Acquisitions executives attend film festivals hoping to find a diamond in the rough – the new voice and vision for the future. Getting your movie into a film festival increases your chances of being seen by the industry.
Sales Agents and Submitting a Movie to a Film Festival
As mentioned in a previous blog “What does A Sales Agent do in Film“, one of their roles is getting your movie into a film festival.
Sales companies attend the many markets and festivals around the world.
Just some of the festivals regularly attended by sales agents are:
Sundance; Berlin; Rotterdam; MIP; Karlovy Vary; Cannes; Dinard; Venice; Toronto; AFM …
Therefore … a sales agent is a good point of entry to getting your movie into a film festival and into the marketplace for distribution – helping to get extra attention / public awareness for your film.
They know the programmers; the sections; the right type of festival for the film and understand the submissions process.
Sales agents understand what type of film you have; where the potential distributor might be; how the festival will create a buzz around the movie.
Do you know which ‘slot’ is good for your movie? It’s not always obvious that a 10 day festival has better time slots than others (& a sales agent will know those dates).
One weekend may get all the ‘buzz’, another screening slot may be when distributors have left – not great if you’re looking to sell the film.
The sales agent will let buyers know when your film is screening – and ask them to save the date.
Trades – the market trades (Variety, ScreenDaily, The Hollywood Reporter, Deadline etc) have daily editions read by all attendees at film festivals. Sales agents will market your film within those trades; festival screenings will be listed too.
If you don’t have a sales agent, one site to check out to place your film is www.thefilmfestivaldoctor.com
Sundance Film Festival – January 2019
it’s January 2019 and Sundance Film Festival is almost upon us. This festival has been running since 1985 when it was set up by Robert Redford as a non-profit organisation dedicated to discovering, supporting & inspiring independent film, media and theatre. It’s been hugely successful in providing a platform for new, exciting filmmakers – giving them a voice and a platform for the US and rest of the world.
Tips when applying to film festivals:
Don’t send your film to a festival until it’s ready – this may sound obvious, but in the rush to meet the entry deadline you may be tempted to get the movie out too soon i.e. get the sound, music, colour, mix and grade right.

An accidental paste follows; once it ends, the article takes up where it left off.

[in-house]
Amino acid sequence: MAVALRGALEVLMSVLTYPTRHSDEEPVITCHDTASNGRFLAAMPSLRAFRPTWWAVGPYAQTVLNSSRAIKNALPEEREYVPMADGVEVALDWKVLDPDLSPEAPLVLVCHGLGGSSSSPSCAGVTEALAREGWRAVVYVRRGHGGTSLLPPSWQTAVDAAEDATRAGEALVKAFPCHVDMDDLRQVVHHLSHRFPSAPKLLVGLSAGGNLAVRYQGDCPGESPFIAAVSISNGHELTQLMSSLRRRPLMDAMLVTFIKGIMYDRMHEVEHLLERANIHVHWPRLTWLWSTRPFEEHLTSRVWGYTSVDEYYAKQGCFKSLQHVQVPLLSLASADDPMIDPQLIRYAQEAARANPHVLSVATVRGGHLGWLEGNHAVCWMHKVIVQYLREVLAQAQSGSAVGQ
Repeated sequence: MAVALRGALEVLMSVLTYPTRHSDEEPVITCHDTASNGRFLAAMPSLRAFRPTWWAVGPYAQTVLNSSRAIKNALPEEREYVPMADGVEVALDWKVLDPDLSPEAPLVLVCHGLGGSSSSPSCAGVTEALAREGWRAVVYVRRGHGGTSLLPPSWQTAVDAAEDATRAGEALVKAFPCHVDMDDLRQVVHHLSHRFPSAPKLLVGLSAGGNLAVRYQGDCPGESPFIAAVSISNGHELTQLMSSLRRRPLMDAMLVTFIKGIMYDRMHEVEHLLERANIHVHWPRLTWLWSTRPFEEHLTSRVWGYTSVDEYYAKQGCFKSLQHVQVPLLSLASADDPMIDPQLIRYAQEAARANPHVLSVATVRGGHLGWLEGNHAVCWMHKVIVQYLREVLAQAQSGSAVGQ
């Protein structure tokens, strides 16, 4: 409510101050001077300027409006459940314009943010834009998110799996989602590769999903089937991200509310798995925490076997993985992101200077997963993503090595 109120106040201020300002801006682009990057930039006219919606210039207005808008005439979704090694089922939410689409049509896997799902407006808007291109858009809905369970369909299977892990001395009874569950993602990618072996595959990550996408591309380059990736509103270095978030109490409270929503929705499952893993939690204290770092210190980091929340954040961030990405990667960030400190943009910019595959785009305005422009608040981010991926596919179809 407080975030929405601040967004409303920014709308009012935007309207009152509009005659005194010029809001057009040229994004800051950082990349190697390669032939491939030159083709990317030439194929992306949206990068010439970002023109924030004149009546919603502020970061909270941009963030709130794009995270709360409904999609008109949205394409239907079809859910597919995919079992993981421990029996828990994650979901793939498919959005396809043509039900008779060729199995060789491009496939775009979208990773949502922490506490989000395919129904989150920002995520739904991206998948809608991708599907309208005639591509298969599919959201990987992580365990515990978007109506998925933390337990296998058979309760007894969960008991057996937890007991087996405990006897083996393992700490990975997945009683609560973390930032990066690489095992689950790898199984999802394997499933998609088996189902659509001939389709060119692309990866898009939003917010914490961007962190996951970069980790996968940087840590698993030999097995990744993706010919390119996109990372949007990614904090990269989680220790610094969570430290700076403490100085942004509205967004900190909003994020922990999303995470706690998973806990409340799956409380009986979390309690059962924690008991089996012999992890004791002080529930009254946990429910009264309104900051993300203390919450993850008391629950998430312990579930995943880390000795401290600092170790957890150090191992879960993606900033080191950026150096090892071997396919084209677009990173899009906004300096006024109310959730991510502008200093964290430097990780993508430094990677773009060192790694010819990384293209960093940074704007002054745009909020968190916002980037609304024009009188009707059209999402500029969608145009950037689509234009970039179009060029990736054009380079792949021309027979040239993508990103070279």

As with my previous advice on scripts, you don’t get a second chance at a first impression – make sure the movie is as good as it can be.
Screen your movie to others before submitting. When you are close to a project it is difficult to get perspective. As well as your friends & family (who will be biased) get as many viewers from the industry to take a look and be honest with you. These people go to markets / festivals and screen movies all the time.
Is there an overriding problem / theme – if so, can it be fixed before you take the film further?
Ask for advice re which festivals to approach i.e. is this a SXSW or Cannes movie? Is it neither – should it be at a specialist festival i.e. documentary (Sheffield) or horror (Sitges) festival?
When applying to a festival, check the submission process / their online criteria.
Look at the entry dates – when can you submit; what’s the cut off point for submission – will your film be ready for these dates.
There are some free festivals; there are festivals who’ll waive the fee if you ask … however, most festivals charge fees – check their websites. Also, fees may vary dependent upon how close you are to the deadline.
What material requirements do you have to provide e.g. delivery format; length; supporting materials; press packs; website; stills; cast & crew info etc
The selection process – programmers are looking to place films sometimes across 10 days and 12 hour slots. There are multiple places where your film could be placed – as well as genres; sections. Where does your movie fit?
Be willing to go to festivals, talk on panels, take part in audience Q&As – useful now and for the future.
This is the beginning of your career and the relationships you make at festivals are as important as the screening itself. Meet with and get to know the programmers, sales agents and distributors – so you know who to talk to for your next movie!